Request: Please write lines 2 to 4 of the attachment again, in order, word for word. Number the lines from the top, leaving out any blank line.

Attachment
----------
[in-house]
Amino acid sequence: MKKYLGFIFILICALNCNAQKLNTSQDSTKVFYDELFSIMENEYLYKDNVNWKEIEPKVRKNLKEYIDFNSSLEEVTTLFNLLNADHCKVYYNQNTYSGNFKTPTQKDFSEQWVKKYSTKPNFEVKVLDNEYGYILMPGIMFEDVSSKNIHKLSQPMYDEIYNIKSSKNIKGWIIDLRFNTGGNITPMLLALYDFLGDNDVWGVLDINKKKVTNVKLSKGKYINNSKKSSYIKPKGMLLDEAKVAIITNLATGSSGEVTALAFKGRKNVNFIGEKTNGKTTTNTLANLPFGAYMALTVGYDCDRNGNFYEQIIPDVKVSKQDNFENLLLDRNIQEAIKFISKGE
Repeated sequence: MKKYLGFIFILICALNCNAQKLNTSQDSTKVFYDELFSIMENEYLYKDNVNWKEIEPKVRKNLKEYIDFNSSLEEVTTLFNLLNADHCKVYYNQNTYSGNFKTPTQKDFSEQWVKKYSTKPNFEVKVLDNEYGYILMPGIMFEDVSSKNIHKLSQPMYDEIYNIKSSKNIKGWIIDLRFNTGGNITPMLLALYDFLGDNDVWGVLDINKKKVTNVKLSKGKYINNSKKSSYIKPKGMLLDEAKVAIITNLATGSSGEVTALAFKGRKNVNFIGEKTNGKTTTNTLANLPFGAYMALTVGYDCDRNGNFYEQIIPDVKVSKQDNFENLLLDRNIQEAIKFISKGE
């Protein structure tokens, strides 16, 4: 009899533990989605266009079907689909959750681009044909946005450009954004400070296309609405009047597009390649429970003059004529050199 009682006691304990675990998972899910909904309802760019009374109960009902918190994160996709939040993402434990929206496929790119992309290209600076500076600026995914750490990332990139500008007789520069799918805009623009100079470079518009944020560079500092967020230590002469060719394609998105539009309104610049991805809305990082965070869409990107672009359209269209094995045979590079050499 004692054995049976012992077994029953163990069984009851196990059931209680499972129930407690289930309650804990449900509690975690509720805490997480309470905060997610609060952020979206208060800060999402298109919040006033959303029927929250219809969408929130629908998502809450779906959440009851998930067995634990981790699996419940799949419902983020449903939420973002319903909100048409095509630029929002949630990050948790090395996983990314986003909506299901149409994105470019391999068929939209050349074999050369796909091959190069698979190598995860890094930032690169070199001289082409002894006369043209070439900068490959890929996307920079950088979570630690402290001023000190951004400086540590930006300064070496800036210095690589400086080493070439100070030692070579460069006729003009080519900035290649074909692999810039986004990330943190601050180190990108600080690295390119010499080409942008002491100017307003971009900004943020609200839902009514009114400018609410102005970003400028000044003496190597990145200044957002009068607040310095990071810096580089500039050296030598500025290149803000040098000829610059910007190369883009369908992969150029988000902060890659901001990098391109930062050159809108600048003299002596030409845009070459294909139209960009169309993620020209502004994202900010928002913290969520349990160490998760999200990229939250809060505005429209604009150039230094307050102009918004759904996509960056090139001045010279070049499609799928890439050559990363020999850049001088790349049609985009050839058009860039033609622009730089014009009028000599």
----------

Amino acid sequence: MKKYLGFIFILICALNCNAQKLNTSQDSTKVFYDELFSIMENEYLYKDNVNWKEIEPKVRKNLKEYIDFNSSLEEVTTLFNLLNADHCKVYYNQNTYSGNFKTPTQKDFSEQWVKKYSTKPNFEVKVLDNEYGYILMPGIMFEDVSSKNIHKLSQPMYDEIYNIKSSKNIKGWIIDLRFNTGGNITPMLLALYDFLGDNDVWGVLDINKKKVTNVKLSKGKYINNSKKSSYIKPKGMLLDEAKVAIITNLATGSSGEVTALAFKGRKNVNFIGEKTNGKTTTNTLANLPFGAYMALTVGYDCDRNGNFYEQIIPDVKVSKQDNFENLLLDRNIQEAIKFISKGE
Repeated sequence: MKKYLGFIFILICALNCNAQKLNTSQDSTKVFYDELFSIMENEYLYKDNVNWKEIEPKVRKNLKEYIDFNSSLEEVTTLFNLLNADHCKVYYNQNTYSGNFKTPTQKDFSEQWVKKYSTKPNFEVKVLDNEYGYILMPGIMFEDVSSKNIHKLSQPMYDEIYNIKSSKNIKGWIIDLRFNTGGNITPMLLALYDFLGDNDVWGVLDINKKKVTNVKLSKGKYINNSKKSSYIKPKGMLLDEAKVAIITNLATGSSGEVTALAFKGRKNVNFIGEKTNGKTTTNTLANLPFGAYMALTVGYDCDRNGNFYEQIIPDVKVSKQDNFENLLLDRNIQEAIKFISKGE
């Protein structure tokens, strides 16, 4: 009899533990989605266009079907689909959750681009044909946005450009954004400070296309609405009047597009390649429970003059004529050199 009682006691304990675990998972899910909904309802760019009374109960009902918190994160996709939040993402434990929206496929790119992309290209600076500076600026995914750490990332990139500008007789520069799918805009623009100079470079518009944020560079500092967020230590002469060719394609998105539009309104610049991805809305990082965070869409990107672009359209269209094995045979590079050499 004692054995049976012992077994029953163990069984009851196990059931209680499972129930407690289930309650804990449900509690975690509720805490997480309470905060997610609060952020979206208060800060999402298109919040006033959303029927929250219809969408929130629908998502809450779906959440009851998930067995634990981790699996419940799949419902983020449903939420973002319903909100048409095509630029929002949630990050948790090395996983990314986003909506299901149409994105470019391999068929939209050349074999050369796909091959190069698979190598995860890094930032690169070199001289082409002894006369043209070439900068490959890929996307920079950088979570630690402290001023000190951004400086540590930006300064070496800036210095690589400086080493070439100070030692070579460069006729003009080519900035290649074909692999810039986004990330943190601050180190990108600080690295390119010499080409942008002491100017307003971009900004943020609200839902009514009114400018609410102005970003400028000044003496190597990145200044957002009068607040310095990071810096580089500039050296030598500025290149803000040098000829610059910007190369883009369908992969150029988000902060890659901001990098391109930062050159809108600048003299002596030409845009070459294909139209960009169309993620020209502004994202900010928002913290969520349990160490998760999200990229939250809060505005429209604009150039230094307050102009918004759904996509960056090139001045010279070049499609799928890439050559990363020999850049001088790349049609985009050839058009860039033609622009730089014009009028000599």